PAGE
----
While we’re there, the weight questions coming out of the medical combine in Indy add an interesting wrinkle to this year process. The 150 players in Indy over those three days were all measured out, and there were a few that got the attention of the NFL. Smith landing at 166 pounds was noteworthy—in large part because he hadn’t gotten on a scale through the predraft process. And he wasn’t the only one. Louisville sparkplug Tutu Atwell landing at 149 pounds was eye-opening. Wilson was down four pounds from BYU’s pro day (dropping from 214 to 210). Collins was up 11 pounds from Tulsa’s pro day (259 to 270). Michigan OT Jalen Mayfield, who’s had a rough couple of months (likely falling from the first round), helped himself by cutting down eight pounds (326 to 318). So what does all this mean? Well, one exec I talked to about the numbers this week told me he was going to cut the prospects a break on these, to a point, because he felt like fluctuation could be a result of players being away from the training facilities they spent January, February and March in for the stretch run of the draft cycle, and being pulled in a lot of different directions. So that Smith is 166, Atwell is 149 and Collins is 270 is worth teams investigating. But I’m not sure it’s going make too much of a different on draft weekend.
There’s something Robert Kraft said to me last month that I just can’t shake, in regards to the Patriots’ quarterback situation. Here’s the full, in-context quote from the New England owner on the team’s splurge into free agency: “We’re spoiled. We got used to winning all the time. And that’s our objective. It’s a very competitive sport. It’s all geared to having every team be 8–8 over a long balance of time, the way the draft is, the way we all have a salary cap. This was a unique year in the sense that the cap came down, and because we had so many players opt out last year, then have a non-continuation of the quarterback salary at the higher level, it created uniquely a big cap opportunity and I think it was a chance for us to recharge. We’ve never done anything like this in all the years I’ve owned the team. So what we did, as we were competing for new players, normally in free agency, you’ll have 10 or 12 teams going after it. Here, we had two or three. I just want to compliment our staffing, our organization, Bill [Belichick] and the whole scouting and personnel people, for having a real team effort.” Now, here’s what I’m getting at: The non-continuation of the quarterback salary at a higher level. I had a team run the numbers for me over the weekend. Some interesting facts from this study on New England’s QB spending …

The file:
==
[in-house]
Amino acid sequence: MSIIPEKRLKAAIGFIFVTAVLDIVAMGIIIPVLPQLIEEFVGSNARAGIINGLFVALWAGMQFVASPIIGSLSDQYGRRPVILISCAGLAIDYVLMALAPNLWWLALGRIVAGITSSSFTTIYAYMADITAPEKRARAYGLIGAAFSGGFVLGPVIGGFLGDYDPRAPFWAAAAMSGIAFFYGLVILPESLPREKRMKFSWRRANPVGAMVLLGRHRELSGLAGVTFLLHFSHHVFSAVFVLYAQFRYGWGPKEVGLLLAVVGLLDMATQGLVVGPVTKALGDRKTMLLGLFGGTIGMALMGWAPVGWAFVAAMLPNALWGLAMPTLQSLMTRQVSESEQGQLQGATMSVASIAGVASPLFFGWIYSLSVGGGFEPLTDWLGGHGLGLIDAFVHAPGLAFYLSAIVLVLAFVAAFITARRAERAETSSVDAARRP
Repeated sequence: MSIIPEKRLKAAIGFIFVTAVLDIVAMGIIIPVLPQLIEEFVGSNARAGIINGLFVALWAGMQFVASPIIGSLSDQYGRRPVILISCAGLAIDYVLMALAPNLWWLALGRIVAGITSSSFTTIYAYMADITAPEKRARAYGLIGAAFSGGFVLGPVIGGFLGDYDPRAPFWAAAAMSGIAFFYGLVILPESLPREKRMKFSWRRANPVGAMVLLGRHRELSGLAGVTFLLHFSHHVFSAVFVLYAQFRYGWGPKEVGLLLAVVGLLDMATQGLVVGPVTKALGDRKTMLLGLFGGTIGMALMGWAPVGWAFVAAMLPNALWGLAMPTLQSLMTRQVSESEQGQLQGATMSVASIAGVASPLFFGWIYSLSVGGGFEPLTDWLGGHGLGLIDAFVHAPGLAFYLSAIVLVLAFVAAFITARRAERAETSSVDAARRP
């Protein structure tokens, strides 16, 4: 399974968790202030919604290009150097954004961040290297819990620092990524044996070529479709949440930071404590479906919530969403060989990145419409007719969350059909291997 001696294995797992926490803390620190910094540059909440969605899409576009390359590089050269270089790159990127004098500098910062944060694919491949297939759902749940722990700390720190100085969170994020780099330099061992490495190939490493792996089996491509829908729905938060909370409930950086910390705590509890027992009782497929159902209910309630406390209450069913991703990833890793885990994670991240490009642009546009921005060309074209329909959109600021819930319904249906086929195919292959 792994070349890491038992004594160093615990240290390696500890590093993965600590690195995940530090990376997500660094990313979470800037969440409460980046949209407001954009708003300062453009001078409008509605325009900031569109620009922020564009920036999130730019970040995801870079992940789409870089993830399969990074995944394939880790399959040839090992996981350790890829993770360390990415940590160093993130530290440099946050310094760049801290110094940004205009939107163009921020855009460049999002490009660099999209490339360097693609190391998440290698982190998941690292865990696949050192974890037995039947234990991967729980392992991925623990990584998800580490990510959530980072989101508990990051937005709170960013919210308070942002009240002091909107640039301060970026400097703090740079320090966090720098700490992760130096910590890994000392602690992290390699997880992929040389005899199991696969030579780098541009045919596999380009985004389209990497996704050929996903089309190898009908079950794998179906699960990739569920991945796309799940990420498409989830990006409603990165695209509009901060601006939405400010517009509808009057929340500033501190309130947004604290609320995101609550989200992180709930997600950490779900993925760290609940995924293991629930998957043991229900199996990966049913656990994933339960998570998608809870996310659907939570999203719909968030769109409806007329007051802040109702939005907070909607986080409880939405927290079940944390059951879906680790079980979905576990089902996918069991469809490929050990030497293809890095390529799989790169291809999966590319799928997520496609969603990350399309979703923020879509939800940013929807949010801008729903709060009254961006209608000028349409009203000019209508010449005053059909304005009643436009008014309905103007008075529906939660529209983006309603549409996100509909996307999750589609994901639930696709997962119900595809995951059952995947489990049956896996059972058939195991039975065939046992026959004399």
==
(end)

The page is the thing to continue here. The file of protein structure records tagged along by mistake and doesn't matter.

• In 2000 (the year before Tom Brady became the starter), the Patriots’ quarterback spending accounted for 15.71% of their salary cap. It hasn’t topped 15% in any single year since.
• Only once since then has the Patriots’ cap spending on quarterbacks been above 14%, and you get there only if you fudge the uncapped year of 2010. If you average the 2009 and ’11 caps, then the Patriots’ QB spending in ’10 accounted for 14.73% of the imaginary cap that year. That was also the year Brady signed a contract that made him the highest-paid player in football. It was the only such deal Brady ever signed in New England.